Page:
The Ideal Scenario for an Acquired PR Agency


The Ideal Scenario for an Acquired PR Agency

Art Stevens, Managing Partner, The Stevens Group

So, you founded, built, and successfully developed a PR agency and now you’re ready to sell it.

You’re familiar with what it takes to run a successful agency but don’t have a clue as to what’s involved in putting it on the market.  You have heard stories of great transactions that have worked out well for both a seller and a buyer.  But you’ve also heard some tales of unhappy sellers who ran into unexpected negative situations.  And why were they unexpected?  Because the seller didn’t have sufficient knowledge of how to go about selling and what to be aware of. 

It’s like buying a house without getting it inspected first.  You look through it and it’s your dream house.  But once you buy it and move in you learn that the air conditioning system needs replacing, that there are leaks coming from the ceiling that you hadn’t seen during your tour of the house.  And the roof needs replacing.  This suggests that the proper digging wasn’t done before you signed the deed.  It’s the same when selling your agency. 

One common challenge when selling is that many PR agency founders don’t understand the process and can make mistakes along the way that leads to unhappiness when a deal is done.  Selling a PR agency can be a complex, lengthy process, and the details can vary significantly from one deal to the next.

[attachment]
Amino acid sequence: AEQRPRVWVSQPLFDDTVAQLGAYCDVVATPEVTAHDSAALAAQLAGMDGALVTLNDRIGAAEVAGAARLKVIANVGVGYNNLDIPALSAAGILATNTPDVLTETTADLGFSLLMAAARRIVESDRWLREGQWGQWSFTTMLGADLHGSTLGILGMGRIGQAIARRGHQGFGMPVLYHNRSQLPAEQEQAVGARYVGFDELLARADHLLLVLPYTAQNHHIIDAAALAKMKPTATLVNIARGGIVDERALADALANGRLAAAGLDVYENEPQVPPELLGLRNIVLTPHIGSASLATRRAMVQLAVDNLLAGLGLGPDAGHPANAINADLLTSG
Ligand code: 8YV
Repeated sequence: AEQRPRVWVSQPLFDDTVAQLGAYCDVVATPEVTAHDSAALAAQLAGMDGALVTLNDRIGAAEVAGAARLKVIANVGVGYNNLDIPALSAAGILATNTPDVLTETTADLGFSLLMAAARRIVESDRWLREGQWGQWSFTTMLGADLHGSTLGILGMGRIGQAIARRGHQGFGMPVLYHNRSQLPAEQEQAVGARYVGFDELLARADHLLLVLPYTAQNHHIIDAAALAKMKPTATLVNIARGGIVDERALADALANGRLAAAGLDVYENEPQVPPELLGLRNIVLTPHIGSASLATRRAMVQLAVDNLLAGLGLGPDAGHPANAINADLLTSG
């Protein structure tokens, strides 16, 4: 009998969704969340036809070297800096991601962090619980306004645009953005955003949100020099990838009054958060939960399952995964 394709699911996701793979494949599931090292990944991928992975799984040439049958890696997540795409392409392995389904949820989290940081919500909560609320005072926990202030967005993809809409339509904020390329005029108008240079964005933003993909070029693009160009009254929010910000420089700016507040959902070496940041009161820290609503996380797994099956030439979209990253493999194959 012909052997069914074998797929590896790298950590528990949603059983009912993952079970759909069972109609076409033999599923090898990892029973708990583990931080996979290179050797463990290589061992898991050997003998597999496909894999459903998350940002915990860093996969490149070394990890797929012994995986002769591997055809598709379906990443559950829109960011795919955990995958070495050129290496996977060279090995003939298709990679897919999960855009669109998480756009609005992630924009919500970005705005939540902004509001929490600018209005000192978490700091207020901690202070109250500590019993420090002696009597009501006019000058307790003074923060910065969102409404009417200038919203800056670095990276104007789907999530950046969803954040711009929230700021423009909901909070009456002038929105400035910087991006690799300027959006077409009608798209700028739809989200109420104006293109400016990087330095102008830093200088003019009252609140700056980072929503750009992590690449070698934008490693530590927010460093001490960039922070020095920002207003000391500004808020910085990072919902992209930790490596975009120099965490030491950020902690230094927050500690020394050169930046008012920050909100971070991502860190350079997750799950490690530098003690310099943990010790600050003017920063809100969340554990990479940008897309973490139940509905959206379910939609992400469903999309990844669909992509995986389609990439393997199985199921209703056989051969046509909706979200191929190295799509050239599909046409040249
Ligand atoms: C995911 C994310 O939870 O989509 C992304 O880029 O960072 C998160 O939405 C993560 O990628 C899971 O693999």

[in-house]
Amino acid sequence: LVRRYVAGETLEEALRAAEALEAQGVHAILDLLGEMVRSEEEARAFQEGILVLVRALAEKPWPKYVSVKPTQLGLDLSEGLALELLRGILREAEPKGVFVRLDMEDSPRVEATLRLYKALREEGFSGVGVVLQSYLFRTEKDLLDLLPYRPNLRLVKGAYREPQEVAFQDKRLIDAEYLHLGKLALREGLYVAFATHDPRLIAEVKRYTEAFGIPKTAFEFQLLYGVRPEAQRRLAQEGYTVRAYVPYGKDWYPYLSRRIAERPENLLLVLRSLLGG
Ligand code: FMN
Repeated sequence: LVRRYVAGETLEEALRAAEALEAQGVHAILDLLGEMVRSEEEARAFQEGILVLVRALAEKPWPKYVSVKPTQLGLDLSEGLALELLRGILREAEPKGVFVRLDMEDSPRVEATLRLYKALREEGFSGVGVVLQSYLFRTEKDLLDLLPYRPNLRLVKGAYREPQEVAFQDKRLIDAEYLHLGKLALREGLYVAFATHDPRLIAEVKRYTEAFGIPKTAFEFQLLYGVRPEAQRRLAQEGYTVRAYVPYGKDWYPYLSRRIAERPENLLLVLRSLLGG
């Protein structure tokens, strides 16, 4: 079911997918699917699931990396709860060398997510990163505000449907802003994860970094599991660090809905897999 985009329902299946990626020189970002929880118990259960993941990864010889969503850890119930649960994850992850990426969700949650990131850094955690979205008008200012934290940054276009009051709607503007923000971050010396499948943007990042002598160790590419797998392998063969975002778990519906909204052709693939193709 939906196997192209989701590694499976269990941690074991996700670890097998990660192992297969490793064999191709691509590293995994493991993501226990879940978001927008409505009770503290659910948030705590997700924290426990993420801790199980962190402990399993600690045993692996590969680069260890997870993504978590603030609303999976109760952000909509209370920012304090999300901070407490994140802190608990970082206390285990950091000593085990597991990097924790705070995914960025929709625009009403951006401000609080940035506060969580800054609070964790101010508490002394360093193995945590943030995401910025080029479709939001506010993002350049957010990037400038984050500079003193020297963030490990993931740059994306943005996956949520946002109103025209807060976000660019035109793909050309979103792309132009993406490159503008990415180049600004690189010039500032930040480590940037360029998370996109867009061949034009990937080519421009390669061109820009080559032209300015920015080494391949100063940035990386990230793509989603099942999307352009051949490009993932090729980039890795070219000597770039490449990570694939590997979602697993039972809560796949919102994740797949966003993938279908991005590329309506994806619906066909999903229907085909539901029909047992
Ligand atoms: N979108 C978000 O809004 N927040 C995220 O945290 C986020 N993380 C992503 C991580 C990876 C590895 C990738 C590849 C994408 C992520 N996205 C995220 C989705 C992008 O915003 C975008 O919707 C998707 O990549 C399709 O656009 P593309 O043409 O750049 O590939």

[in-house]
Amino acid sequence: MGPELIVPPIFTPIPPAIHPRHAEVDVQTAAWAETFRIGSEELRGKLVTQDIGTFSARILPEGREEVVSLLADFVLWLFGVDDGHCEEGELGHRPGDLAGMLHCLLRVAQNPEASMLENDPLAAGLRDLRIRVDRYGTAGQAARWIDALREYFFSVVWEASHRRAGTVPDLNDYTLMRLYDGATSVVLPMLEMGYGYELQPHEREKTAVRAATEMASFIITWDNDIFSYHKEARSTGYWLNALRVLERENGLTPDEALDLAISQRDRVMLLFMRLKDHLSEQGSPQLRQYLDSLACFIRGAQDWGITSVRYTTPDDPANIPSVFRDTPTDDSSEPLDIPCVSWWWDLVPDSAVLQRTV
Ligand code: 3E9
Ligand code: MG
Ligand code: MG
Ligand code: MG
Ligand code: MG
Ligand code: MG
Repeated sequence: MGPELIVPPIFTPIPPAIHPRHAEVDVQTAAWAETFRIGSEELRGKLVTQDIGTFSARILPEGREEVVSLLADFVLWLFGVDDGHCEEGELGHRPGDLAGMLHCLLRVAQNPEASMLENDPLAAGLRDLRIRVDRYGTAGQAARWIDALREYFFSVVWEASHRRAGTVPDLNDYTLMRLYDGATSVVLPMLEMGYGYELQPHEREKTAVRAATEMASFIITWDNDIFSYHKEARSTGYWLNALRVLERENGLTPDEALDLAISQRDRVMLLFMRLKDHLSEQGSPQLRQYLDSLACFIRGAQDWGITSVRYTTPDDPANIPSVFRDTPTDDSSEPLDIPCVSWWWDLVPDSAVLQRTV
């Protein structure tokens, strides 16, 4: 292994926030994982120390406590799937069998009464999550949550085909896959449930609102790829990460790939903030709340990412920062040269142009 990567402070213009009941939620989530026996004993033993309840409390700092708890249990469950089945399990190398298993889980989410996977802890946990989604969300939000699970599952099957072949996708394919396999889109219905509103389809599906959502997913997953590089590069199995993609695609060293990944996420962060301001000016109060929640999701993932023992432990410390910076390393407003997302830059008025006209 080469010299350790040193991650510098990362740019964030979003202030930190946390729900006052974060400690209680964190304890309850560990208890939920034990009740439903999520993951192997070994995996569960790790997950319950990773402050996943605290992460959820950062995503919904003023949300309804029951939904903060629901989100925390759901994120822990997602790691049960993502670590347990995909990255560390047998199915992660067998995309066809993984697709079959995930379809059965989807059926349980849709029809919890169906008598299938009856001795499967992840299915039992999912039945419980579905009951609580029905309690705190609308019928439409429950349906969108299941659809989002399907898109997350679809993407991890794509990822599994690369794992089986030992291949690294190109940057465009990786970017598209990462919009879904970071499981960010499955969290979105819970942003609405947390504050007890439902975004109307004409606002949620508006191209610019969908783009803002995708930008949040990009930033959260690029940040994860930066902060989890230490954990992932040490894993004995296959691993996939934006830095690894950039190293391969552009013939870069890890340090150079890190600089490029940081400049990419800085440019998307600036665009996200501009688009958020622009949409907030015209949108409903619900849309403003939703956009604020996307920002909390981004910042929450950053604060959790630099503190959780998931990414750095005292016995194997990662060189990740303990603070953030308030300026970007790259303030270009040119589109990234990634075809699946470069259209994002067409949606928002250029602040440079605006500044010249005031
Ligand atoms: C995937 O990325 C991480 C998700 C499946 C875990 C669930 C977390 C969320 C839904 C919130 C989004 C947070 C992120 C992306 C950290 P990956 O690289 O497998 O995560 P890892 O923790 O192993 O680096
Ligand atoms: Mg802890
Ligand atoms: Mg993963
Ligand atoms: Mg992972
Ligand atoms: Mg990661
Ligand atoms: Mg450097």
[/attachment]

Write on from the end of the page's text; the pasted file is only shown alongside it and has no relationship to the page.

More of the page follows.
Before starting the process, keep in mind that finding the right buyer and having a smooth, happy outcome is the expected outcome – so long as you’re getting good advice and counsel.  If you believe that you can guide the process on your own, then you can find yourself in a new environment that rubs against every value you’ve established in your own business while it was independent. 

As someone who has worked closely with more than 100 PR agencies over the last 15 years, I have discovered a few scenarios that owners should be familiar with as they embark upon the selling process. 

For starters, whether your selling experience is a seamless one depends on numerous factors surrounding chemistry and collaboration, company culture, and the blending of best practices of each firm. 

In my experience, I’d like to share some worst- and best-case scenarios that can take place after your agency is acquired. 

It’s essential to keep in mind that many of the worst-case scenarios can be avoided altogether when you enlist the support of a trusted adviser during the sales process. I have observed several of the following challenges – albeit they are not as commonplace – to keep in mind when considering an agency sale: 

  • You are left alone
  • The new owners are more interested in monthly numbers than collaborating
  • There are added costs that weren’t initially agreed upon
  • Things seem more distant and remote post-sale
  • Usurping authority of owner-seller
  • Unease expressed by your employees and clients
  • Relentless pressure to achieve profit targets
  • There are no synergies or collegialism, as promised
  • You are rarely meeting with key people